And there's this curious, yet robust plant that's just about to bloom. I saved it two years ago from a spot at my school where well-meaning oafs of volunteers were hell bent on obliterating it's colony of plants. They destroyed them then, but I managed to save this one. It's been in my garden now for two years, and has decided to bloom. And I have no freaking idea what it is! But it's beautiful. And that's enough.

Sunday, May 23, 2010

What I'm Watching #239

Just watched "Little Ashes" the 2009 retelling of the forbidden and turbulent relationship between surrealist artist Salvador Dali and poet/playwright Federico Garcia Lorca. It's a beautifully constructed film that handles the sexual tension between the two men with a measure of grace and a lyrical beauty. I was especially impressed with Javier Beltrán's performance as Lorca. A lovely film.

And Now For Something Completely...FABULOUS!

Saturday, May 22, 2010

Mid-May Garden Stroll

In some ways this is a relatively quiet time in my gardens; the rabid flurry of blooming that characterizes April, gives way to a more subtle and transitional period.

Yet it's not devoid of things to see, and these lovely volunteer Siberian Iris, Iris sibirca, which are in their second year of forming a clump on the left side of my driveway in the front are a great example. Spawned from the original by way of seeds, they are only just beginning to form the traditional circle of glassy leaves and intense blue fleur-de-les of the species. The original colony located on the right side of the driveway, eventually expanded to two large circles, but hasn't offered a blossom in the past two years. Still the rings of leaf-blades, but no flowers.

In the back in the circle garden I have two plants of interest blooming. First, is this trio of Jacob's Ladders, Polemonium caeruleum, with their powder blue flowers that open in clusters to the delight of the huge Carpenter Bee in this case. (Can you see him in the center upper portion of the photo?)They are fighting to hold their own in a neighborhood with both hostas and loosestrife. They are among the brand new arrivals to my gardens this year. I'm presently feeling really good about their prospects to remain and continue to form a place in the larger bed. The weather this Spring as been both good in its rain amounts and its temperatures in helping new arrivals to take root and flourish.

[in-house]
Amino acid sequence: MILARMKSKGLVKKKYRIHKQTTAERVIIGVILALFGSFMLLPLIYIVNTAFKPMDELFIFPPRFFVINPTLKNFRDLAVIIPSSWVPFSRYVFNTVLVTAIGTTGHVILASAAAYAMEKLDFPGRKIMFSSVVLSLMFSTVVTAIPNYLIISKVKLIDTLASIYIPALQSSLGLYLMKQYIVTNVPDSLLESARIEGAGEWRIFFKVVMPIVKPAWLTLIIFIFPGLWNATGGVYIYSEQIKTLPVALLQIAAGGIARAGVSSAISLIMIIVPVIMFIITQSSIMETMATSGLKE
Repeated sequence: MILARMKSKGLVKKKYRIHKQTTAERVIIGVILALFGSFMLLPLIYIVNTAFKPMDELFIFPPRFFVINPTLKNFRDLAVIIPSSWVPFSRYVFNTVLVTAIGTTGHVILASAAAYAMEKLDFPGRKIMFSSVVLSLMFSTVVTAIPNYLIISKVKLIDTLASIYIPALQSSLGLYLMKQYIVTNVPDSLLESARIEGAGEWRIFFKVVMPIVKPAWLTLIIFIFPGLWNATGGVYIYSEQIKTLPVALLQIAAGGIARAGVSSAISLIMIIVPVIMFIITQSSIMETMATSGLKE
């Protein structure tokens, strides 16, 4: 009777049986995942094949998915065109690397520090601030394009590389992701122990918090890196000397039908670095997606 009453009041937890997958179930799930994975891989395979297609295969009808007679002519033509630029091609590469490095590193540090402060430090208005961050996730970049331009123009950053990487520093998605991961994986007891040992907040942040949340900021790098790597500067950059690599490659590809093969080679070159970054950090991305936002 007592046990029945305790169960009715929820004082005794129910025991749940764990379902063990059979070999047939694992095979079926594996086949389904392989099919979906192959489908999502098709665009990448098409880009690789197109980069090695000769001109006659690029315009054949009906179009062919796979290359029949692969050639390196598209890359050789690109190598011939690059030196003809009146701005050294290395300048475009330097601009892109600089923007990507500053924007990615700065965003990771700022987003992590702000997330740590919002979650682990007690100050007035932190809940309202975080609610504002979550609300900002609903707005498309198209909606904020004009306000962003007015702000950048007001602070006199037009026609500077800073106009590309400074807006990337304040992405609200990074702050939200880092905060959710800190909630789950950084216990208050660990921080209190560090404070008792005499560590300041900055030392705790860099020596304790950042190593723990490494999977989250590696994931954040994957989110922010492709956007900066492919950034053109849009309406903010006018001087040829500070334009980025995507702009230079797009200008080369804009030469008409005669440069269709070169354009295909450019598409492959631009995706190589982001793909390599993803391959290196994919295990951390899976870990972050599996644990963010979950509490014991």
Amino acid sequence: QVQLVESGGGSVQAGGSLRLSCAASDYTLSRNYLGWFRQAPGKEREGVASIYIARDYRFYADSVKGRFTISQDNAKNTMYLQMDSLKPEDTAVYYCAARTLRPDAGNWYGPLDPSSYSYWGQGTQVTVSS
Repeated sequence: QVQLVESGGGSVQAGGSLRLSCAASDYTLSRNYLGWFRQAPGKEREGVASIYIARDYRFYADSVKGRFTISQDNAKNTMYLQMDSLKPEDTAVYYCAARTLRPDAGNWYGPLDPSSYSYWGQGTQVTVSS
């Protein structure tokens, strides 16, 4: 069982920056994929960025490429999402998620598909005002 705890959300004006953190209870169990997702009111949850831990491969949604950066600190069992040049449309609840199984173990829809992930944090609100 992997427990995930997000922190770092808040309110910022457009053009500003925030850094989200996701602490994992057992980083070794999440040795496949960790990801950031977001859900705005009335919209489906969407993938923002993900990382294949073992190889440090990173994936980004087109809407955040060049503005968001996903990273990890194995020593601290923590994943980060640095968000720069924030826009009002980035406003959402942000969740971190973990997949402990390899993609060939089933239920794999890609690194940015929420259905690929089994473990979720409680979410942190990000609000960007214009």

Near by are several stalks from a cluster of Foxglove, Digitalis purpurea x. et. al., that are offering their trumpet-like flowers to the world of pollinators. I like these flowers a lot and so go to extra lengths to pamper them, for truth be told, the gardens don't get the kind of light that is preferred by these fascinating biennials.

Finally, there is this planter. One of many, and for all my love of the natural wild garden, I am also very happy to arrange planters with odd, thematic combinations of plants. This one contains begonias, an allegator geranium, choleus, and Japanese striped grass. A little United Nations of plants, as well as, sea shells and coral and found stones from special adventures over the years.

What I'm Reading #30

On a far more pleasant note. I've just finished Michael Chabon's "Gentlemen of the Road", and it was FANTASTIC! It's the story of two very unlikely adventurers who find themselves at the crux of an adventure not of their choosing, but impossible to leave unprosecuted. Chabon does a couple of things that make this little novel especially delightful. He recreates the world of 10th century Khazaria, a nearly mythical kingdom of a forgotten strain of red haired, fair skinned Jews which thrived along the northern edges of the Caspian Sea. His rich and varied vocabulary turns every page into a gold mine of linguistic gems. I often found myself rereading entire paragraphs just to savory the words in my mind. And it's this skill as a writer that accomplishes the second feat.